Microsoft will start allowing developers to preview Windows 8 Embedded in the first quarter of next year, with plans to eventually release its embedded computing products in the quarters following the Windows 8 desktop version launch.
The next version of Windows Embedded Enterprise will release within one quarter after Window 8 becomes available, said Ben Smith, director of program management for Microsoft's Windows Embedded business, during a news briefing last week. Windows Embedded Standard will release within three quarters of the Window 8 launch, he said.
Microsoft's Windows 8 desktop version is expected to be released some time in 2012.
Smith declined to reveal what changes the new versions will include, but said they will use "natural user interface" technologies, a term Microsoft has used to describe products that rely on touch or speech to complete commands. Windows Embedded Standard will also run on ARM processors.
"Windows 8 not only represents potential innovation in the PC experience, but also in the world of specialised devices," Smith said. "We at Windows Embedded are working very closely with the Windows client team to bring that innovation to specialised devices."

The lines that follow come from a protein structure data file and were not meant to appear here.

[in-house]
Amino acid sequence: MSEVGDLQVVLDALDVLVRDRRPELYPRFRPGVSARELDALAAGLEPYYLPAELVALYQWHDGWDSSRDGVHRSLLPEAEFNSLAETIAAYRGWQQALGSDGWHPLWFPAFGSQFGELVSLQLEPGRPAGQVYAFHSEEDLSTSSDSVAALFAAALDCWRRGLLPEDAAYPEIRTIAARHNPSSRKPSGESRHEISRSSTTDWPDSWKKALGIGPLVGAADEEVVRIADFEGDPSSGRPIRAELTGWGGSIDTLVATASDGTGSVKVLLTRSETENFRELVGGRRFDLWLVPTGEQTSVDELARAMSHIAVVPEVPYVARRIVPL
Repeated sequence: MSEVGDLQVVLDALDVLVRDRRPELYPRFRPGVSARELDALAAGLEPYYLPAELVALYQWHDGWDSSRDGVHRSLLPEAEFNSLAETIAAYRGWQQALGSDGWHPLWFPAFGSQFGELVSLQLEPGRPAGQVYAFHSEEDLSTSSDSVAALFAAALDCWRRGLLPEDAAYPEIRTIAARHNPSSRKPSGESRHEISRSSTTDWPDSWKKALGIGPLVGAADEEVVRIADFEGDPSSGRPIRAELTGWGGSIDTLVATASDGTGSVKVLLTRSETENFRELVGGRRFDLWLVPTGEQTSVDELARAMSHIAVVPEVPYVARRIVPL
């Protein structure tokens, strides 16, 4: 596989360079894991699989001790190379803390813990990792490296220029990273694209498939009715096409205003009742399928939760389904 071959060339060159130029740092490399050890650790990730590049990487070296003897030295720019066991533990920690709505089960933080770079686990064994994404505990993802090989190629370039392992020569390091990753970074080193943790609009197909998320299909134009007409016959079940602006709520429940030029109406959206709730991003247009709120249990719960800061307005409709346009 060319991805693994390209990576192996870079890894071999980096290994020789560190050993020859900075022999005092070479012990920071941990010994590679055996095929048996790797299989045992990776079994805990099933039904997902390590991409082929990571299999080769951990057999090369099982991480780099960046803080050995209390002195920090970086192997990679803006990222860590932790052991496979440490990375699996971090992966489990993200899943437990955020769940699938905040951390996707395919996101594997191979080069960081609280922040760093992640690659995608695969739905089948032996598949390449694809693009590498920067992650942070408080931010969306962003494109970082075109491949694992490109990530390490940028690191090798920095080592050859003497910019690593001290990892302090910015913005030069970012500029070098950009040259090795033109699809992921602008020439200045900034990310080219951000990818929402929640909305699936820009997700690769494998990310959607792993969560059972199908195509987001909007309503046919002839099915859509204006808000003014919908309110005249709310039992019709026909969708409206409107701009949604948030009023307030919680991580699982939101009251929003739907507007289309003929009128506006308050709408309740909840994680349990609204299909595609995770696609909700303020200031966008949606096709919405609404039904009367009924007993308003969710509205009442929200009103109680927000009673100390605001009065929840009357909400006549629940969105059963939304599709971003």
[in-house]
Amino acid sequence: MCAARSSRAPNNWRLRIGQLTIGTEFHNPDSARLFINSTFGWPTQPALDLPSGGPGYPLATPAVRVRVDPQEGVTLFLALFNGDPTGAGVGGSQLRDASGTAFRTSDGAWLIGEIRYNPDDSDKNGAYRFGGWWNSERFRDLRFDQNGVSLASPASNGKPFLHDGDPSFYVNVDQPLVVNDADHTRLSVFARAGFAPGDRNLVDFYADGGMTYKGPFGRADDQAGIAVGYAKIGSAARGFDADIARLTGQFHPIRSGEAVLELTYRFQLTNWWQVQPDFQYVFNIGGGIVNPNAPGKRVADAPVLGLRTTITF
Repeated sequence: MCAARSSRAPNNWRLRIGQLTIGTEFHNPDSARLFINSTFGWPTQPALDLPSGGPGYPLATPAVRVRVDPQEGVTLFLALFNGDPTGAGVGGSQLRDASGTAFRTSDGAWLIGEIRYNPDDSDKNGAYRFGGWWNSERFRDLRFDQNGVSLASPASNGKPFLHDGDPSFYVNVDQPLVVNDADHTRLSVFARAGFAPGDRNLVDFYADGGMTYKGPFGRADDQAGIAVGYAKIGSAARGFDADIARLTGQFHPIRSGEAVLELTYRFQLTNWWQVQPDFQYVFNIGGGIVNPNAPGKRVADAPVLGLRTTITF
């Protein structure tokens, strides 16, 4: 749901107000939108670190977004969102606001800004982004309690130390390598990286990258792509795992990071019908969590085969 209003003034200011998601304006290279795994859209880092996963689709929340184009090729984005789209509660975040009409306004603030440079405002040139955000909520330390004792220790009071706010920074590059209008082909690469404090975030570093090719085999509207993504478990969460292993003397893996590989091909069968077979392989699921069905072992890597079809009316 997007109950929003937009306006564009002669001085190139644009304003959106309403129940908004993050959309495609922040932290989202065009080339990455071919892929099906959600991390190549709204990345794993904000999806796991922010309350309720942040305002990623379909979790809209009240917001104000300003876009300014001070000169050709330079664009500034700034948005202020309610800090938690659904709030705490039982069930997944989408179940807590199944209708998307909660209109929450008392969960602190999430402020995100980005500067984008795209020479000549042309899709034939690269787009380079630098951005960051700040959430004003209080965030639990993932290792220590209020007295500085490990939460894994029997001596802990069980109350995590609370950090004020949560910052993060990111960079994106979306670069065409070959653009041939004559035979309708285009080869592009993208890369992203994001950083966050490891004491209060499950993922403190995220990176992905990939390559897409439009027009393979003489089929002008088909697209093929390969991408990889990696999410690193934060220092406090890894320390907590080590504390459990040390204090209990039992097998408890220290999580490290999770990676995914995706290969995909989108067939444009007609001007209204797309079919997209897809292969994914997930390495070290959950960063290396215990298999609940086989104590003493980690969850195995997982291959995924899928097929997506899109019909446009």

Windows Embedded is a family of operating systems tailored to be used on specialised devices built with processors, such as kiosks, medical equipment and construction machinery. But Microsoft expects the scope of Windows Embedded to evolve as more devices including everyday objects like refrigerators and even thermometers become fitted with processors.
Now processors have not only become more powerful, but also cheaper in cost and physically smaller, Smith said. Improvements in connectivity also mean that devices can be constantly connected with the Internet.
This paves the way for "intelligent systems", Smith said, which involves taking everyday objects to collect data over a network that can then be used by a company or user to improve operations. An example of this could be a clinic, where all the medical equipment and computers are connected together over a network, allowing doctors to easily keep up-to-date medical records that can then be shared with the patient.
"In intelligent systems, data will be the new currency," he said. "We know the market is excited for intelligent systems and we are too."
The intelligent systems market already generates US$1 trillion in revenue annually, according to research firm IDC. But by 2015, the revenue is expected to double.